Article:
p2pnet news | RIAA News:- It’ll be news to the mainstream media and others unfamiliar with corporate music industry practices of inventing facts and statistics to suit the occasion, but Warner Music, EMI, Vivendi Universal and Sony BMG have no idea how much money, if any, they’re losing to file sharing.
The admission came from Sony BMG’s Jennifer Pariser.
Moreover, continues Ars Technica, she owned up to something else followers of Big 4 efforts to pummel their customers into submission have known for some time: that the sue ‘em all campaign is in fact a bizarre form of loss-leader.
Designed to ultimately drive people into the waiting arms of the Big 4, it isn’t saving them money, it’s costing them, says Pariser, quoted in the story.
The revelations are certain to seriously unsettle the RIAA’s case that the BIG 4 are being: ‘devastated’ (their word) by file sharers; losing billions of dollars; and, are being forced to lay off workers in their droves because of people who share music with with each other.
They came during a trial when for the first time, the RIAA (Recording Industry Association of America) and its minions are being forced to pony up with accurate information instead of unsupported generalisations and claims, something they’ve been getting away with since the sue ‘em all marketing project was launched in 2003.
Focus of the trial is Jammie Thomas, a 30-year-old Minnesota First Nations mother of two who’s accused of illegally distributing copyrighted music online.
She works for the Department of Natural Resources of the Mille Lacs Band.
She’s an Ojibwe and we haven’t been able to discover whether or not she lives on a reservation. But if she does, it might raise interesting possibilities given that North American Indian bands claim full nation status and it’s not inconceivable that the RIAA and its lawyers might at some point find themselves facing a complex jurisdictional problem as they try to railroad a victim who, to all intents and purposes, might live in what amounts to a foreign country.
Fanciful? Probably, but then so is the entire RIAA case.
Meanwhile, Thomas’ is the first file sharing case to go to trial.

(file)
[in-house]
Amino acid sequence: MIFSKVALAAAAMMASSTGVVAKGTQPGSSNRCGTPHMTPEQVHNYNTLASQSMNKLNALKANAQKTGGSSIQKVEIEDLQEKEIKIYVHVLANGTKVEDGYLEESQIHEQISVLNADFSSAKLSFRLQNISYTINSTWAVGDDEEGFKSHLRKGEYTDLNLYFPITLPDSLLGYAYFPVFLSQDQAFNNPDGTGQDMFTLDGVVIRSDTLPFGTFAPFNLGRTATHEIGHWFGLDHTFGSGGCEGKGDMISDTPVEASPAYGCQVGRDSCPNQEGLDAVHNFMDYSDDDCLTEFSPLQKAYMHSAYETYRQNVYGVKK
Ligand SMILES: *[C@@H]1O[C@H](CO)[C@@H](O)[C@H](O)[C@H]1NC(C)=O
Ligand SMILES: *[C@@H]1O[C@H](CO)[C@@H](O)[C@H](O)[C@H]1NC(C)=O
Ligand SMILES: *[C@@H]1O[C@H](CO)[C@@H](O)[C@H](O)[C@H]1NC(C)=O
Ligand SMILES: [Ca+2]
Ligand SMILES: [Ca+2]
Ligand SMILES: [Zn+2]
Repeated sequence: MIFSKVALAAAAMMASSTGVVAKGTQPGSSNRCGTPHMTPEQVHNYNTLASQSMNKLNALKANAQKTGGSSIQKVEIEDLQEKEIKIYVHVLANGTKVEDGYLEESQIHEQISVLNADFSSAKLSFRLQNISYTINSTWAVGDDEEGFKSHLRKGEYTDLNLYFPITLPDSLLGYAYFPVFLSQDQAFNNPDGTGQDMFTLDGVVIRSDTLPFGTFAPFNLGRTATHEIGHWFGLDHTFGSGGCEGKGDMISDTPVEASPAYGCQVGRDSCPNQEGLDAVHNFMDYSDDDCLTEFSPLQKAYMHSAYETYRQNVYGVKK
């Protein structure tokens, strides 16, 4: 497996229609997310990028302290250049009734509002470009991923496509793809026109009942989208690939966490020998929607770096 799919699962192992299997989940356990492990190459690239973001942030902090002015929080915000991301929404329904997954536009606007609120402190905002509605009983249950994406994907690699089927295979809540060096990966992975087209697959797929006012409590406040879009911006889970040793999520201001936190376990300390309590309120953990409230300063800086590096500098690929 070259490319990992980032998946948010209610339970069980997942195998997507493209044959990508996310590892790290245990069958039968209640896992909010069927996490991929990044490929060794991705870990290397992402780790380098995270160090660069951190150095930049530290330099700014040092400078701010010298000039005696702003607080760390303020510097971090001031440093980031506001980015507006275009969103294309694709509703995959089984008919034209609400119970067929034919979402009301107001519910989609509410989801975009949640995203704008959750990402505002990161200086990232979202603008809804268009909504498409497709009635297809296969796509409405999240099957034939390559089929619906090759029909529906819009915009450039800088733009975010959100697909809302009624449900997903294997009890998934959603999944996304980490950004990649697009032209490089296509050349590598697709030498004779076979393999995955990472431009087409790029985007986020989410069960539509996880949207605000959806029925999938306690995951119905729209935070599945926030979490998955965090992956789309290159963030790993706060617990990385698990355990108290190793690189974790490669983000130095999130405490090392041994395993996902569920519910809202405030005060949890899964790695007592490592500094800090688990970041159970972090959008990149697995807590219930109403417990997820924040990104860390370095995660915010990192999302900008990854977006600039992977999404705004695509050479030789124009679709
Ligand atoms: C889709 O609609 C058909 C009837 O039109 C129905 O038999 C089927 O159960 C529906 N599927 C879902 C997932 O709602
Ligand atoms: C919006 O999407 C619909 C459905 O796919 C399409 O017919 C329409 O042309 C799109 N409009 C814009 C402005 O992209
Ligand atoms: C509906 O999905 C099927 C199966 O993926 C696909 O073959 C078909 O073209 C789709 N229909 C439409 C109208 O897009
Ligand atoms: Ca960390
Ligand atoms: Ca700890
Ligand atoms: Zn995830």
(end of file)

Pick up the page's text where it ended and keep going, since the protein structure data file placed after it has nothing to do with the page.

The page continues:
As Ars Technica points out, it started out as as Virgin v Thomas, “but the sole Virgin Records track was stricken from the complaint, making Capitol Records the lead plaintiff”.
The story goes on:
After a relatively calm morning session, proceedings resumed after lunch. After RIAA lead counsel Richard Gabriel finished his direct examination, Thomas’ attorney David [sic - his name is Brian] Toder began his attempts to undermine the labels’ case. He focused on apparent inconsistencies from the testimony of Jennifer Pariser, Sony BMG’s the head of litigation. Toder also got Pariser to admit that IP addresses and screenshots “don’t identify human beings.”
Toder talso asked her how many people had actually downloaded music from the defendant but, “We don’t know,” she admitted.
“I can’t identify any other entities aside from what SafeNet reported, but I know that many others did… that’s the way the system works.”
Ars Technica adds:
Toder then raised the question of the RIAA targeting the wrong people in its lawsuits. “How many dead people have you sued?” he asked, a question that was blocked after Gabriel objected. Toder then took a different tack, asking Pariser if she recognized the names of Gertrude Walton, Sarah Ward, Cindy Chan, and Paul Wilke – all innocent victims of the RIAA’s driftnet tactics.
The next line of questioning was how many suits the RIAA has filed so far. Pariser estimated the number at a “few thousand.” “More like 20,000,” suggested Toder. “That’s probably an overstatement,” Pariser replied. She then made perhaps the most startling comment of the day. Saying that the record labels have spent “millions” on the lawsuits, she then said that “we’ve lost money on this program.”
We’ve yet to learn how Toder will deal with discredited RIAA ‘expert’ Dr Doug Jacobson (upper right), due to testify today.
His evidence in another case involving 57-year-old home health aide Maried Lindor, who doesn’t know one end of a computer from the other but who’s also alleged by the RIAA to be a massive illegal distributor of corporate product, was described by Lindor’s lawyere, Ray Beckerman, as “junk science”.
Toder’s toughest opponent will be fellow lawyer Cary Sherman, a brilliant sophist who for years has been leading the way for RIAA dissemblers.
He’s also slated to give evidence.
Jon Newton – p2pnet
Ars Technica – RIAA anti-P2P campaign a real money pit, according to testimony, October 3, 2007
discredited RIAA ‘expert’ – Lindor vs the RIAA: round I0, May 17, 2007
massive illegal distributor – Marie Lindor, RIAA copyright crook, September 14, 2007